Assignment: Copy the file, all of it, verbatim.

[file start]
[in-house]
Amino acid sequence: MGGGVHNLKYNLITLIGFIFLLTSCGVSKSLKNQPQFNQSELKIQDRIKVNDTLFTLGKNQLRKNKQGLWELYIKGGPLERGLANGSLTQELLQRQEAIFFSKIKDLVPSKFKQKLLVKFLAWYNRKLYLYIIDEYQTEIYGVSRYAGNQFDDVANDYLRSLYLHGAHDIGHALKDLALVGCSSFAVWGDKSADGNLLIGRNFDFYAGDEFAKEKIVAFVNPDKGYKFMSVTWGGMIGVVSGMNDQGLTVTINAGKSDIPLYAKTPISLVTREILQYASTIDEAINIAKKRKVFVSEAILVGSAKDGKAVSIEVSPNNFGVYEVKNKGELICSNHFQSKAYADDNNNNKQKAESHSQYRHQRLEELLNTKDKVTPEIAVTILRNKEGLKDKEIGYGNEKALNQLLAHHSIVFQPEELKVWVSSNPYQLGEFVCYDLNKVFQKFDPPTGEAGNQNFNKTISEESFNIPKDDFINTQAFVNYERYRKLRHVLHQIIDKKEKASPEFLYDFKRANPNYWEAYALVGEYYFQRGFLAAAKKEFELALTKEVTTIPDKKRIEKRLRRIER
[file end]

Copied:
[in-house]
Amino acid sequence: MGGGVHNLKYNLITLIGFIFLLTSCGVSKSLKNQPQFNQSELKIQDRIKVNDTLFTLGKNQLRKNKQGLWELYIKGGPLERGLANGSLTQELLQRQEAIFFSKIKDLVPSKFKQKLLVKFLAWYNRKLYLYIIDEYQTEIYGVSRYAGNQFDDVANDYLRSLYLHGAHDIGHALKDLALVGCSSFAVWGDKSADGNLLIGRNFDFYAGDEFAKEKIVAFVNPDKGYKFMSVTWGGMIGVVSGMNDQGLTVTINAGKSDIPLYAKTPISLVTREILQYASTIDEAINIAKKRKVFVSEAILVGSAKDGKAVSIEVSPNNFGVYEVKNKGELICSNHFQSKAYADDNNNNKQKAESHSQYRHQRLEELLNTKDKVTPEIAVTILRNKEGLKDKEIGYGNEKALNQLLAHHSIVFQPEELKVWVSSNPYQLGEFVCYDLNKVFQKFDPPTGEAGNQNFNKTISEESFNIPKDDFINTQAFVNYERYRKLRHVLHQIIDKKEKASPEFLYDFKRANPNYWEAYALVGEYYFQRGFLAAAKKEFELALTKEVTTIPDKKRIEKRLRRIER